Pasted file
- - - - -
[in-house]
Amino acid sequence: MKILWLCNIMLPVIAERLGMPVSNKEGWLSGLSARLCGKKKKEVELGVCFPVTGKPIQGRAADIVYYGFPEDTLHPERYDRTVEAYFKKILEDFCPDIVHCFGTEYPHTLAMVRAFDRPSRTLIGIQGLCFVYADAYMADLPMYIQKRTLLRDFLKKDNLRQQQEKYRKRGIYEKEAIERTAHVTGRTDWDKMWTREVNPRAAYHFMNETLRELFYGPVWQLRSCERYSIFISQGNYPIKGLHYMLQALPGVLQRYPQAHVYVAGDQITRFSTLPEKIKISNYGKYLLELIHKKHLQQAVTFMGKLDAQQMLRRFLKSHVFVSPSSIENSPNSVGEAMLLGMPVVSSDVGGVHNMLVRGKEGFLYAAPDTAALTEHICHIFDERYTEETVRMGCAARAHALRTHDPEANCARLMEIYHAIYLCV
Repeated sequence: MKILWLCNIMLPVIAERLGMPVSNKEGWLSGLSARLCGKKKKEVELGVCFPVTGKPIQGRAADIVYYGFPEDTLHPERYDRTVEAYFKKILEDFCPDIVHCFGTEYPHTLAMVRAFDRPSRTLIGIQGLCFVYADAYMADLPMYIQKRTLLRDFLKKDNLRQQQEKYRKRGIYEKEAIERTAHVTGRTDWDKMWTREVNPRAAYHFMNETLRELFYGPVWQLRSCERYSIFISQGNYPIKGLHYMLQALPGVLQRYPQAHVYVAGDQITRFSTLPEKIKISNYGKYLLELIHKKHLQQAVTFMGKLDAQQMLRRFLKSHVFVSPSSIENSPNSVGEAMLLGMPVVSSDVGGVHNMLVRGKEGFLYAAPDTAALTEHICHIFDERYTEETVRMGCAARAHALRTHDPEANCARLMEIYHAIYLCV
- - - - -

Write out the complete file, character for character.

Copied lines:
[in-house]
Amino acid sequence: MKILWLCNIMLPVIAERLGMPVSNKEGWLSGLSARLCGKKKKEVELGVCFPVTGKPIQGRAADIVYYGFPEDTLHPERYDRTVEAYFKKILEDFCPDIVHCFGTEYPHTLAMVRAFDRPSRTLIGIQGLCFVYADAYMADLPMYIQKRTLLRDFLKKDNLRQQQEKYRKRGIYEKEAIERTAHVTGRTDWDKMWTREVNPRAAYHFMNETLRELFYGPVWQLRSCERYSIFISQGNYPIKGLHYMLQALPGVLQRYPQAHVYVAGDQITRFSTLPEKIKISNYGKYLLELIHKKHLQQAVTFMGKLDAQQMLRRFLKSHVFVSPSSIENSPNSVGEAMLLGMPVVSSDVGGVHNMLVRGKEGFLYAAPDTAALTEHICHIFDERYTEETVRMGCAARAHALRTHDPEANCARLMEIYHAIYLCV
Repeated sequence: MKILWLCNIMLPVIAERLGMPVSNKEGWLSGLSARLCGKKKKEVELGVCFPVTGKPIQGRAADIVYYGFPEDTLHPERYDRTVEAYFKKILEDFCPDIVHCFGTEYPHTLAMVRAFDRPSRTLIGIQGLCFVYADAYMADLPMYIQKRTLLRDFLKKDNLRQQQEKYRKRGIYEKEAIERTAHVTGRTDWDKMWTREVNPRAAYHFMNETLRELFYGPVWQLRSCERYSIFISQGNYPIKGLHYMLQALPGVLQRYPQAHVYVAGDQITRFSTLPEKIKISNYGKYLLELIHKKHLQQAVTFMGKLDAQQMLRRFLKSHVFVSPSSIENSPNSVGEAMLLGMPVVSSDVGGVHNMLVRGKEGFLYAAPDTAALTEHICHIFDERYTEETVRMGCAARAHALRTHDPEANCARLMEIYHAIYLCV